I’ve spent a week in Germany since my last post. I’ve learned how little I know of German history before the 19th Century. I now suspect that the German love of order, obedience to authority and negotiated settlements in a European state comes from a cultural fear of old enemies in every shadow, ready to slit their throats. I think France was moulded by it’s rejection of authority and civil disobedience in their Revolution and their experience of being at the centre of an Empire.

Britain is a mongrel nation. Celts, Druids, Romans, Vikings, Saxons and the French have all invaded our tiny island, all the time trying to see off raids from North of the border. We sit here, surrounded by sea and the English finally made peace, first with the Welsh via Henry Tudor then 300 years ago with the Scots, by accepting their King as ours. Unlike mainland Europe, all successful conflict against our island for the last 1000 years has been of our own making. We’ve learned to carry on, regardless of religious disputes, family quarrels amongst royalty and a Civil War, by pretending to do as we are told, while being annoyingly unhelpful towards anything we dislike and blaming foreigners.

The English find it difficult now to see any difference between being English or British, so do the Scots. Scotland appears to throw in an extra level of confusion between ‘what England thinks’ and what the Coalition government of Eton educated, London-centric market capitalists have done to them; not realising that they’ve done it to most English people too.

A political commentator pointed out this week that politics is about both logic AND psychology. What are the cultural differences between the English and the Scots that might be used to manipulate Scottish emotions? What makes a Scot identify as a British Unionist or a Scottish Independent?

I believe that our biology, encoded in our DNA, comes as a package with our independently evolved cultural codes. Scots have evolved in a harsher climate and fought many battles against the English and the weather, against terrible odds to survive. My observation is that Scots like chaos and bravery. After the Act of Union, The Highland regiments have a history of fighting apparently suicidal battles for the British Army. I don’t believe this was because the Highland Regiments were considered expendable but because they were the only ones likely to win.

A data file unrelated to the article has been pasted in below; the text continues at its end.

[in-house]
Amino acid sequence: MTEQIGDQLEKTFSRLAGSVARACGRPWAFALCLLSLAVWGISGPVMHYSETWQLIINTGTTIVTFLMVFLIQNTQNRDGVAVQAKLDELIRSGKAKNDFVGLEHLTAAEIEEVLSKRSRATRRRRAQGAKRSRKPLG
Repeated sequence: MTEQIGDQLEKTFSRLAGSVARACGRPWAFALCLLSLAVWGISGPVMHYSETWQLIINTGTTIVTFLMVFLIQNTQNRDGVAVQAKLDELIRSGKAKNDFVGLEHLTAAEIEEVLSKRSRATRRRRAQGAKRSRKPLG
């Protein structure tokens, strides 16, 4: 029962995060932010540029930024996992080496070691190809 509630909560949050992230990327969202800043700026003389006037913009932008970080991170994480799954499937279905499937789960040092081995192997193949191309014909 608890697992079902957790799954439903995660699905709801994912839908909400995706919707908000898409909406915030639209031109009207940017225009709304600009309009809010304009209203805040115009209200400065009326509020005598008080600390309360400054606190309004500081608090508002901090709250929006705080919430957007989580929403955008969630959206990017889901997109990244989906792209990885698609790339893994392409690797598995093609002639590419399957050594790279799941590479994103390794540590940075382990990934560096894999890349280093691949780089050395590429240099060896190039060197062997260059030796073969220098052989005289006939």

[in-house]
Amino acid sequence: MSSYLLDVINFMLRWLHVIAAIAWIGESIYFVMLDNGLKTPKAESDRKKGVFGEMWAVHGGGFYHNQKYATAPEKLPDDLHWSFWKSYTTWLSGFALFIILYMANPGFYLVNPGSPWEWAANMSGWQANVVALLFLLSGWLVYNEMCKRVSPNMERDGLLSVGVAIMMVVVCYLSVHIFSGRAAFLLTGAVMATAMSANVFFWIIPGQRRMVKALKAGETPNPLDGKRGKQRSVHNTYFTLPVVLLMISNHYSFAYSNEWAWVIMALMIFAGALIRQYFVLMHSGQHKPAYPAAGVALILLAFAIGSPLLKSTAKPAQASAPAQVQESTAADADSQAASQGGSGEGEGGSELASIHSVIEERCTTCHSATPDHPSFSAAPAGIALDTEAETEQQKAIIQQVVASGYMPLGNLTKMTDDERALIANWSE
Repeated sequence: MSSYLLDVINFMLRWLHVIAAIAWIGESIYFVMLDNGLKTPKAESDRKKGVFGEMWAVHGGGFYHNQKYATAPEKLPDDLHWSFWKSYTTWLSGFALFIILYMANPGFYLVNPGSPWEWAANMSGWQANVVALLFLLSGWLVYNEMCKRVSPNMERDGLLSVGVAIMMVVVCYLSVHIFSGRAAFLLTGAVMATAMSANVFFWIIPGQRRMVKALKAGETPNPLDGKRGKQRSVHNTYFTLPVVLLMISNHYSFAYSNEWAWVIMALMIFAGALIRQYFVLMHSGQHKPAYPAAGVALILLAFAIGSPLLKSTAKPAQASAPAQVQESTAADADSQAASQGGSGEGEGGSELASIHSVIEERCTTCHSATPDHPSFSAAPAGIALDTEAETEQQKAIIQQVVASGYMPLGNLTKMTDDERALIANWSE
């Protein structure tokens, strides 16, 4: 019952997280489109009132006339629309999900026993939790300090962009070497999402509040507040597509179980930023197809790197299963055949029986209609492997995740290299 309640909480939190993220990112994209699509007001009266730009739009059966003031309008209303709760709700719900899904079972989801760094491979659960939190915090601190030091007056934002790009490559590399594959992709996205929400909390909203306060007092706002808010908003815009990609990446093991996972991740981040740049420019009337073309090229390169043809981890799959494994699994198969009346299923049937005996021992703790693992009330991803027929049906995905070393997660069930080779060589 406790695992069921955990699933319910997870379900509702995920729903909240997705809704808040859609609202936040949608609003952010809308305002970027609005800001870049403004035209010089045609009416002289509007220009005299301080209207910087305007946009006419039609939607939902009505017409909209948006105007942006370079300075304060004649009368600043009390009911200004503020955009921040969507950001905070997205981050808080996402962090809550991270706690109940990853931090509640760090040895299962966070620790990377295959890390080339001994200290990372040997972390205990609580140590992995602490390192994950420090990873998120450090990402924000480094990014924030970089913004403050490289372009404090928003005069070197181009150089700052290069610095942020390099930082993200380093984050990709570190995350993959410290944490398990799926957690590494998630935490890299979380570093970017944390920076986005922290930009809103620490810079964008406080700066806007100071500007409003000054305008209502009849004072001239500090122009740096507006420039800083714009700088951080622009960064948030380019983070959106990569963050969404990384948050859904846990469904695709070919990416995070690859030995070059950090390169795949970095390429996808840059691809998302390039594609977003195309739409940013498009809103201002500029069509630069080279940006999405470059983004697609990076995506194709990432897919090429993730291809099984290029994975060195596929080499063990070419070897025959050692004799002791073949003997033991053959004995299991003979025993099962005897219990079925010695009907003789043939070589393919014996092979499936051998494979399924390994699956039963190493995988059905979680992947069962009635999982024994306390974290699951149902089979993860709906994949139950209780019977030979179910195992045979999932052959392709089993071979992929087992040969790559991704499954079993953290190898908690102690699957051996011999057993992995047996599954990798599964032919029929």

We ARE slightly different but doesĀ that mean we would be stronger apart? We have had a great history together, until quite recently. Conservatives believe in the natural superiority of a ruling class and of “our nation” (“We” are better than “them”; aspire to be like us. If you work hard enough, perhaps we’ll let you in.) This has been roundly rejected by Scotland. Socialism pretends we are all created equal and teaches that we are stronger together. The Union has failed because Labour didn’t deliver equality to Scotland and the Conservatives didn’t even deliver hope.

Scotland will vote “Yes” if it decides that a wild charge in the face of all the evidence of probable death is a chance worth taking for a life worth living and “No” if it thinks Westminster has learned its lesson and realises that Britain can’t surviveĀ  without these passionate nutters from the frozen North, who have better historic claims to the resources of this island than the rest of us. Scots are like those ‘rare breeds’ at stately homes, which turn out to have desirable characteristics that have been lost due to the selective cross-breeding that has gone on ‘down South’.

Like Germany, I have a fear of land borders and the shadows of history, so I hope the line will stay dotted. I hope those woolly cows will stay too.

European Skepticism: “Small pieces, loosely joined”

[I wrote this before Cameron’s last stand against increasing European federalism. I haven’t made any significant changes. Unusually, I think he did the right thing but you can see that I effectively predicted his failure. Honourable failure is OK. I’ve found Labour’s attacks an embarrassment. It made a change to hear a politician say something he appeared to believe in, enough to risk losing power.]